CSI: Santa Clara - solving the $10bn mystery

HP is making a big investment in Itanium, with practical results. Yet the end game may not be to the architecture's sole benefit.
Written by Leader , Contributor

HP's launch of its Arches chipset, powering the latest generation of Integrity and Superdome servers, is a strong reminder that processors aren't everything. Arches supports 3TB more memory than its predecessor, has a new crossbar switch with twice the memory bandwidth and 25 percent lower latency, and many new reliability features. In all, says HP, it'll do 30 percent more work.

All this was due to be an expensive birthday present for Montecito, Intel's long-delayed dual-core Itanium. As it is, it'll be a retirement present for current Itanium stalwart Madison — and HP's last-of-the-line PA-RISC chips. When Montecito finally arrives later this year, Arches will further build on the twofold jump in performance Intel promises.

That's good, because we'll be waiting a while for the next leap forward. After the 90nm Montecito, it'll shrink to the 65nm Montvale — not this year, as initially hoped, but 2007. Then it's a two-year pause until Tukwila in 2009, and things really get steaming with a major architectural revamp in Poulson at "a later time". This will have Common System Interconnect, promising board-level compatibility with the rest of Intel's server range.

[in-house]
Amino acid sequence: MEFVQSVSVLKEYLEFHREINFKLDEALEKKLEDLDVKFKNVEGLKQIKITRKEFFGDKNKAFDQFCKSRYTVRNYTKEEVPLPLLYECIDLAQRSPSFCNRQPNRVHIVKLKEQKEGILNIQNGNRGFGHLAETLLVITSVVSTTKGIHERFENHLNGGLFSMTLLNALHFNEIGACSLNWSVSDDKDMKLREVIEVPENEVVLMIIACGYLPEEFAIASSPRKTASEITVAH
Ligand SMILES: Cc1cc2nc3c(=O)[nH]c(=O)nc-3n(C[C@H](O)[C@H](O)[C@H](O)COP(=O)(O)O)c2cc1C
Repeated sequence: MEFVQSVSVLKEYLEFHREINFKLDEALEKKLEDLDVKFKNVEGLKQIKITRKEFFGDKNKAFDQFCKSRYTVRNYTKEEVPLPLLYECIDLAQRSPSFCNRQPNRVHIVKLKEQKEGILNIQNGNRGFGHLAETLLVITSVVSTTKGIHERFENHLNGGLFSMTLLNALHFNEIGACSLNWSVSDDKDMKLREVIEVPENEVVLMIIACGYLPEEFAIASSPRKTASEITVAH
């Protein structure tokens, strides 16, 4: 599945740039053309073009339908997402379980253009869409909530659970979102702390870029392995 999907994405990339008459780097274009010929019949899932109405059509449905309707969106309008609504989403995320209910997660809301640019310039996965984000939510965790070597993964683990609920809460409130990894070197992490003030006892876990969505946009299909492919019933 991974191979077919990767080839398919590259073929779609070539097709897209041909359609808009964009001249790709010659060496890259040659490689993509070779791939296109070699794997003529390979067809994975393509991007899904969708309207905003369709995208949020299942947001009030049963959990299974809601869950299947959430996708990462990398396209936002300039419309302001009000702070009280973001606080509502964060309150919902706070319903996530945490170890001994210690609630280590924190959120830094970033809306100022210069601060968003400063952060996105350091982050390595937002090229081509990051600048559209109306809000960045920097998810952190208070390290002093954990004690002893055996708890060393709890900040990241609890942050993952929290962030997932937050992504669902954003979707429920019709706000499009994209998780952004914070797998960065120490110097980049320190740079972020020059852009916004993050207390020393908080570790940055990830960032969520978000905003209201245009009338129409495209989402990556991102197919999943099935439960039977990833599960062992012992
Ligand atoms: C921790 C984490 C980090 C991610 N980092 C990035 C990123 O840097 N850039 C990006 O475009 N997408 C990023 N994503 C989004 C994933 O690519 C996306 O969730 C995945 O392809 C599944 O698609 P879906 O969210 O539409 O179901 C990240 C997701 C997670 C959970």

We'll also have to wait and see with IBM's Power6 architecture in 2007 and Sun's Rock in 2008, but the real competition is closer to home. Itanium is now a generation behind its Core Architecture brothers, which will be in 45nm next year and — Moore willing — 32nm by 2009. Core has shown that low-power ideas intended for portable computing are essential for efficient servers: performance above all else isn't the way to get the best.

Intel is proud of the $10bn investment promised by the Itanium industry through to 2010 — $5bn of which is coming from HP. Yet put in the context of the $50bn/year server market, let alone the $200bn PC sector, it's not enough to close the gap. What used to be low-end chips are now being driven by the same design imperatives that characterise Itanium, only with more ferocity.

In a world getting used to the idea that key server technologies can migrate up from the laptop, be under no illusions where the real revolution will come from. HP isn't, and it isn't throwing away that $5 billion. By 2010, the Common System Interconnect means that the grandson of Arches will work not just with Itanium but with Core. That $10bn looks a lot more like a bet on CSI than a pure Itanium investment. After all, processors aren't everything.

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